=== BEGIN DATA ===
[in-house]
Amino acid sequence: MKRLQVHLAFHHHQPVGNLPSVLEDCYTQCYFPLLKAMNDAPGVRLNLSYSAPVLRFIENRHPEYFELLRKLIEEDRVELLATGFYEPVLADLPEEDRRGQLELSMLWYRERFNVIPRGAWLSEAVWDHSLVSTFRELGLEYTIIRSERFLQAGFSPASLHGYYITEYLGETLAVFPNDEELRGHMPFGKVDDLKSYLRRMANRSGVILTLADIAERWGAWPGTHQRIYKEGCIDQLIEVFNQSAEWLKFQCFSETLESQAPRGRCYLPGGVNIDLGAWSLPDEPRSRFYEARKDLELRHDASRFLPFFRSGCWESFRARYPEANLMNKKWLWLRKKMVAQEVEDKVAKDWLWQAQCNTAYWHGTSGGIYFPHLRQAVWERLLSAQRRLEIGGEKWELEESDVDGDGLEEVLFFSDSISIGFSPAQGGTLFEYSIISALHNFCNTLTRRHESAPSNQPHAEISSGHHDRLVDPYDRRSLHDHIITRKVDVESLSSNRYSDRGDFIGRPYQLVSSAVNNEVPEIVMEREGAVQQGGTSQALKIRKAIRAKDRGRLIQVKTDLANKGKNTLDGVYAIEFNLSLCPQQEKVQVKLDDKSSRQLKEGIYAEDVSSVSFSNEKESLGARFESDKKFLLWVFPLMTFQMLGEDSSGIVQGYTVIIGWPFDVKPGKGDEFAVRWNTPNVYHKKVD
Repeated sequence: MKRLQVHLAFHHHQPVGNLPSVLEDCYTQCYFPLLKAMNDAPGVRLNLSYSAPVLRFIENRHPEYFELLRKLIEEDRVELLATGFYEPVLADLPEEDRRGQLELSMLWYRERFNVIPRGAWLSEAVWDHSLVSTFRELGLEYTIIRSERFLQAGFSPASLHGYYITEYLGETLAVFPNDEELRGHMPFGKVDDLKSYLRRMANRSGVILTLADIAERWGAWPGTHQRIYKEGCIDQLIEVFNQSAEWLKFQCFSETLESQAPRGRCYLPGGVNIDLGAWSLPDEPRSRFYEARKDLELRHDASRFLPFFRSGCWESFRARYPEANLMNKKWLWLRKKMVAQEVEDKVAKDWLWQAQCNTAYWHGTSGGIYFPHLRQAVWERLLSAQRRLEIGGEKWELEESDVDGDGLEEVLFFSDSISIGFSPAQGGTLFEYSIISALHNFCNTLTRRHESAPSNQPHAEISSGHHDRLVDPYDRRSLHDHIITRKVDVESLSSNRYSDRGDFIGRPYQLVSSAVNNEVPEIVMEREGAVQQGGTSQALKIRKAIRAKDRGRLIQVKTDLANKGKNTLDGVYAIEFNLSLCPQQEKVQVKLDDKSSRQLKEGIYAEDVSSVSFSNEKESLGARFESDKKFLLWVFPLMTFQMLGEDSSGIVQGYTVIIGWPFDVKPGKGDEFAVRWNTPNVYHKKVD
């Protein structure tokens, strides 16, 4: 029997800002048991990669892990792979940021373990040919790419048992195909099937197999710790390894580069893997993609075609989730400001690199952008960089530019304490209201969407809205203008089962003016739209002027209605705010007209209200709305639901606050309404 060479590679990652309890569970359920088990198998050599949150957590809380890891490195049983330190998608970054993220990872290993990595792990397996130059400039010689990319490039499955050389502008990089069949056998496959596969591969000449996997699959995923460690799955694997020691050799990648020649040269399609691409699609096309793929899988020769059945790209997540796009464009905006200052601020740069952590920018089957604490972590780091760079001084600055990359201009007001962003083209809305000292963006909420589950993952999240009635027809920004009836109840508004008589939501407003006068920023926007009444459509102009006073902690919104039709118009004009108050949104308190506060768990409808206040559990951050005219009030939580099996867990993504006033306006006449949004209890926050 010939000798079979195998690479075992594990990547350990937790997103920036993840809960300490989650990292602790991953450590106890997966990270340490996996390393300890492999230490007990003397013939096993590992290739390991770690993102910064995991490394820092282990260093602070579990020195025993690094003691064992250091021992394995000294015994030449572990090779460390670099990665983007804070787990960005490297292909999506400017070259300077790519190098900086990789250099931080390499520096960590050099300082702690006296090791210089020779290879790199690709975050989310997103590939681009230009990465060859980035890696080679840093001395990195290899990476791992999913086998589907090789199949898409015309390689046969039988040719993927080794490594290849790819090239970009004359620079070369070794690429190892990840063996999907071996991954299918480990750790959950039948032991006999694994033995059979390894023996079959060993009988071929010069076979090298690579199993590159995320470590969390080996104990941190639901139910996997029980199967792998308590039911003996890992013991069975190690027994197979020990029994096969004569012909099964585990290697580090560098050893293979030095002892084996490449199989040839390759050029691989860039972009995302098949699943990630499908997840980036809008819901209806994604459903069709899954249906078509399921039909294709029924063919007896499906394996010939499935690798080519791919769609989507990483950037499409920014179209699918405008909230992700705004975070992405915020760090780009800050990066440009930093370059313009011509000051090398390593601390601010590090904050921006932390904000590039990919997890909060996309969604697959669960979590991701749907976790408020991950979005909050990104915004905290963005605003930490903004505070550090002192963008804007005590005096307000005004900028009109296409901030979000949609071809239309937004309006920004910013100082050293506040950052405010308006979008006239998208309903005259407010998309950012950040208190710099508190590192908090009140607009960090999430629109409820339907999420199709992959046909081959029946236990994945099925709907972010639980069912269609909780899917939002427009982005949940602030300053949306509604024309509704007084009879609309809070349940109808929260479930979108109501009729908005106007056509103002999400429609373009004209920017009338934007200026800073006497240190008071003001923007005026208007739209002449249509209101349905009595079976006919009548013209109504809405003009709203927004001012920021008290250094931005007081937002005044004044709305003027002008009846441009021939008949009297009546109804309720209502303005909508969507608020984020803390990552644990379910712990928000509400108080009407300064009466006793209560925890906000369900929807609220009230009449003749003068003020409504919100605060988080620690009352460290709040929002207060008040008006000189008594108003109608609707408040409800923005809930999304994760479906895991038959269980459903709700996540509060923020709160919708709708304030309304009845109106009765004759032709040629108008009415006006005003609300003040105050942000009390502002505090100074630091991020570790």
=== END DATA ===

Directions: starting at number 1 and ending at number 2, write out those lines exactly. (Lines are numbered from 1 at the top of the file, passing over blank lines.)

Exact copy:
[in-house]
Amino acid sequence: MKRLQVHLAFHHHQPVGNLPSVLEDCYTQCYFPLLKAMNDAPGVRLNLSYSAPVLRFIENRHPEYFELLRKLIEEDRVELLATGFYEPVLADLPEEDRRGQLELSMLWYRERFNVIPRGAWLSEAVWDHSLVSTFRELGLEYTIIRSERFLQAGFSPASLHGYYITEYLGETLAVFPNDEELRGHMPFGKVDDLKSYLRRMANRSGVILTLADIAERWGAWPGTHQRIYKEGCIDQLIEVFNQSAEWLKFQCFSETLESQAPRGRCYLPGGVNIDLGAWSLPDEPRSRFYEARKDLELRHDASRFLPFFRSGCWESFRARYPEANLMNKKWLWLRKKMVAQEVEDKVAKDWLWQAQCNTAYWHGTSGGIYFPHLRQAVWERLLSAQRRLEIGGEKWELEESDVDGDGLEEVLFFSDSISIGFSPAQGGTLFEYSIISALHNFCNTLTRRHESAPSNQPHAEISSGHHDRLVDPYDRRSLHDHIITRKVDVESLSSNRYSDRGDFIGRPYQLVSSAVNNEVPEIVMEREGAVQQGGTSQALKIRKAIRAKDRGRLIQVKTDLANKGKNTLDGVYAIEFNLSLCPQQEKVQVKLDDKSSRQLKEGIYAEDVSSVSFSNEKESLGARFESDKKFLLWVFPLMTFQMLGEDSSGIVQGYTVIIGWPFDVKPGKGDEFAVRWNTPNVYHKKVD